Published on February 10th, 2020 | by FII Reader0
Ryanair Reports Q3 Net Profit Of €88m
Ryanair Holdings plc (owner of Ryanair DAC, Ryanair UK, Buzz, Malta Air & Lauda) reported a Q3 profit of €88m, compared to a €66m loss in the same quarter last year. The main highlights include:
- Traffic grew 6% to 36m passengers.
- Revenue per passenger rose 13% (9% higher fares; ancillary rev. up 21%).
- Over 90% of flights arrived on-time (excl. ATC delays).
- 111 new routes announced for S.20.
- Director of Sustainability appointed to drive Environmental Policy.
- Over €440m returned to shareholders under €700m buyback programme.
|Q3 (IFRS) – Group||31 Dec. 2018||31 Dec. 2019||Change|
Sales grew 21% to €1.91bn. Better than expected Christmas and New Year bookings, at higher fares, led to a 16% increase in Scheduled Revenue to €1.19bn as they carried 36m passengers at 9% higher fares. Ancillary Revenue increased by 28% to €0.72bn as more passengers choose Priority Boarding and Preferred Seat services. In October, Ryanair Labs launched a new digital platform with improved, personalised, passenger offers. Labs are now focused on improving penetration across key ancillary products over the coming quarters. Rentalcars.com became a new car hire partner in late 2019 and will help grow car hire penetration and revenue over the next 3 years.
The fuel bill rose 14% (+€83m) to €0.7bn due to higher prices and 6% traffic growth. Ex-fuel unit costs rose by 1% due to higher staff and maintenance costs (older aircraft longer in the fleet due to the Boeing MAX delivery delays), offset by falling EU261 costs due to improved punctuality. Fuel is 90% hedged for FY20 at $71bbl and 90% of FY21 fuel is now hedged at $61bbl, delivering over €100m fuel savings into FY21.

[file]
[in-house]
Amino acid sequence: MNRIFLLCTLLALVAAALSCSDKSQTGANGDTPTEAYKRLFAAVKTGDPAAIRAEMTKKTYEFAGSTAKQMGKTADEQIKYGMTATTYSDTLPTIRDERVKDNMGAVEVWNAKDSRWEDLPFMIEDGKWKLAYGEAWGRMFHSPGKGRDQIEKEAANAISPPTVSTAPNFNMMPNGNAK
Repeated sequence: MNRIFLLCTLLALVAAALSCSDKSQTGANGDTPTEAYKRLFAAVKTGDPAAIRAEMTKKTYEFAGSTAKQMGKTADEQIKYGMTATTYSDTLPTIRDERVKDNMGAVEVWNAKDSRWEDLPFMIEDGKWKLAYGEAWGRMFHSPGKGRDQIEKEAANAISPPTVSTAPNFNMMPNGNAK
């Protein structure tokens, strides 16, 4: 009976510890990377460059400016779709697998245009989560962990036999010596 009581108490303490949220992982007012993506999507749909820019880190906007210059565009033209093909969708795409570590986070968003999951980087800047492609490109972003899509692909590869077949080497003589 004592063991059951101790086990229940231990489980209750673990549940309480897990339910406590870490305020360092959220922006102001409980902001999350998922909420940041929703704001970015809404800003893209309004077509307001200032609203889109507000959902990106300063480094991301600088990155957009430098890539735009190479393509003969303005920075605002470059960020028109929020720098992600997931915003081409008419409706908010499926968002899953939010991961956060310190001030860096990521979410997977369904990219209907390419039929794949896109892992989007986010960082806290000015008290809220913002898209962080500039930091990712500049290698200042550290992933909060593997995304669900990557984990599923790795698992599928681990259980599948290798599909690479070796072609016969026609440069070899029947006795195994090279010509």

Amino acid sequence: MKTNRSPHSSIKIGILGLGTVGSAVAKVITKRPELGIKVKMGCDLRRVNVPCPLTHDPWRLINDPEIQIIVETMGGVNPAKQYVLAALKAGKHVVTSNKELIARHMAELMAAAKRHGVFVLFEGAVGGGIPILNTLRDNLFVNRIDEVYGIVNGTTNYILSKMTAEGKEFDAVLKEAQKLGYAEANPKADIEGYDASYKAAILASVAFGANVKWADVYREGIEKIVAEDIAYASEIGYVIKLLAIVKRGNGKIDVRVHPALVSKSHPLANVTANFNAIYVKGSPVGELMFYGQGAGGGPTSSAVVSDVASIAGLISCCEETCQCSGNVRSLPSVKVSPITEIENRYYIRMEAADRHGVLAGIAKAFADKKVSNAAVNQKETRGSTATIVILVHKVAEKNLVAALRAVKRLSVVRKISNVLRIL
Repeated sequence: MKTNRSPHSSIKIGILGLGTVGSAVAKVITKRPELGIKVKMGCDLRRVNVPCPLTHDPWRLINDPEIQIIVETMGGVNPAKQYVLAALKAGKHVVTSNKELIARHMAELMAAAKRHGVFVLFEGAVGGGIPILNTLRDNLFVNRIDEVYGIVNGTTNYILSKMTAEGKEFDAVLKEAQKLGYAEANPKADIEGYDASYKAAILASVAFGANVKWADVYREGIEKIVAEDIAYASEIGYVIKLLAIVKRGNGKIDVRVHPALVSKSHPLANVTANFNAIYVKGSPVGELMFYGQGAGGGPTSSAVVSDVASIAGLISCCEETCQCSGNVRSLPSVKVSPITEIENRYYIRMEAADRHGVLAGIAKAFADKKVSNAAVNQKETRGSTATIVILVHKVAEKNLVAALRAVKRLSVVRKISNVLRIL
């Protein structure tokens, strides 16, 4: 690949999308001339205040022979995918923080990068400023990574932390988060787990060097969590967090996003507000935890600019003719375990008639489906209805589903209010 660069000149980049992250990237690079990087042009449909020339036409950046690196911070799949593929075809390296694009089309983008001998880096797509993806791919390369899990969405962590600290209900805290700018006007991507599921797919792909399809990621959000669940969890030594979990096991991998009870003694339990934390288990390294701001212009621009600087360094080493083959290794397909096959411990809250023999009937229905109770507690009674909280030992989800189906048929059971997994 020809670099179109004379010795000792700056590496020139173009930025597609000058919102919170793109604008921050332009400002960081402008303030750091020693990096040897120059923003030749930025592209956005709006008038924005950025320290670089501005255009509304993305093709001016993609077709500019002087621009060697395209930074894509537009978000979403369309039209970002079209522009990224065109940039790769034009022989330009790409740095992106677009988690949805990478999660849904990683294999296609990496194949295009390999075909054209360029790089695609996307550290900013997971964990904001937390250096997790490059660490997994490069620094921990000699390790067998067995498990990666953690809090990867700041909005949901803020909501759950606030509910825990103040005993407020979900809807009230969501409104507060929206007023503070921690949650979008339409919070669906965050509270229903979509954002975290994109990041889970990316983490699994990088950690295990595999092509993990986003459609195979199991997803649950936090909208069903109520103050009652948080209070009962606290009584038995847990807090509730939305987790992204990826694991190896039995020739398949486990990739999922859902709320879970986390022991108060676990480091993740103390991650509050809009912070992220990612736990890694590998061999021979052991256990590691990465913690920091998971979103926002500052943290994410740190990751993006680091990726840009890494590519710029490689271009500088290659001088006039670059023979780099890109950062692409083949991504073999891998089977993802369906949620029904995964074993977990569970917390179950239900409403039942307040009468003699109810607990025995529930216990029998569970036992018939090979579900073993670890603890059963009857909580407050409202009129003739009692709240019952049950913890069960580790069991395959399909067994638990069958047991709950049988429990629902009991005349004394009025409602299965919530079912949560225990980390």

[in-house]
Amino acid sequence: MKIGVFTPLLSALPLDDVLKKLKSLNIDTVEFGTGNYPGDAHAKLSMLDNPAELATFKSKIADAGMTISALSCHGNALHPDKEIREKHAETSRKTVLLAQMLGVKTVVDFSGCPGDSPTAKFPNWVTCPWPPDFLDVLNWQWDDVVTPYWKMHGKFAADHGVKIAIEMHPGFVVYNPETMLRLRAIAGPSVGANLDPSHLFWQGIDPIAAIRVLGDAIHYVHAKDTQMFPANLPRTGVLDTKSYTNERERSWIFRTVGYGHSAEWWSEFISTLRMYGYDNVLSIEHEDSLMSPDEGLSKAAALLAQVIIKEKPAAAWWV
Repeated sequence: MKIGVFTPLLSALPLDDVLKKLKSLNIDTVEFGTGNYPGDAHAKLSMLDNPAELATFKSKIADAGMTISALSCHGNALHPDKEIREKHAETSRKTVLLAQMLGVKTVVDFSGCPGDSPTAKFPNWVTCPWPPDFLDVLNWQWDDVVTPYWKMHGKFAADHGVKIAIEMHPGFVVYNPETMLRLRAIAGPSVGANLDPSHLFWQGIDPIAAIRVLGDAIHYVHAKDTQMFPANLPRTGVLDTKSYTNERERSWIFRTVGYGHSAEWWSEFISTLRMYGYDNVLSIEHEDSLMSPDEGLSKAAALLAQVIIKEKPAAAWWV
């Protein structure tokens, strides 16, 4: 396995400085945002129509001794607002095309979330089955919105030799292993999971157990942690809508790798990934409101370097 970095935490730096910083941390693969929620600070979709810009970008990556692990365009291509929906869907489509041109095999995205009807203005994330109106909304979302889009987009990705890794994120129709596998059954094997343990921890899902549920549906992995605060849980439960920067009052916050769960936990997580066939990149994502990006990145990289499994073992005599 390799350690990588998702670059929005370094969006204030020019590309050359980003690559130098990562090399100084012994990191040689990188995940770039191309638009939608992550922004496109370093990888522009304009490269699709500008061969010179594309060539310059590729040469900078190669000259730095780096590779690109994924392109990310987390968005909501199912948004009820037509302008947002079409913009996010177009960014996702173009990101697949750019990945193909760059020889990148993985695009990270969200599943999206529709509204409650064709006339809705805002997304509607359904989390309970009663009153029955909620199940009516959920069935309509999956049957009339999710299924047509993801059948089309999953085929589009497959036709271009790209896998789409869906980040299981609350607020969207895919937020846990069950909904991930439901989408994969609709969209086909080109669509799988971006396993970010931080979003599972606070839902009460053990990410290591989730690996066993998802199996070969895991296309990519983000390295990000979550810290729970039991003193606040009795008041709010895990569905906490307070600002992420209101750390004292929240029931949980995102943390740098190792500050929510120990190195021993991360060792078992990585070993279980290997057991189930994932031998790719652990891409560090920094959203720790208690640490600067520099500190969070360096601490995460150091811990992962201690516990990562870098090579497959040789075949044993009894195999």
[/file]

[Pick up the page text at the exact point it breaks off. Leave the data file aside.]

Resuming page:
The Group airlines continue to grow. In Q3 Buzz increased its fleet to 32 B737s and expanded outside Poland with new bases in Prague and Budapest. Buzz will grow its fleet to 50 B737s for S.20, with 7 aircraft in Polish charter operations and 43 operating scheduled flying for Ryanair.
Lauda continues to underperform with fares much lower than expected, despite strong traffic growth and high load factors. As announced on 10 January, this is a direct result of intense price competition with Lufthansa subsidiaries in both Germany and Austria. While Lauda will now carry 6.5m passengers in FY20, average fares are well below those of other Group airlines. Lauda’s management is implementing a new cost cutting plan and is improving penetration on ancillary products. Lauda will grow its fleet from 23 to 38 A320s by S.20 with increased capacity in Vienna and a new base in Zadar.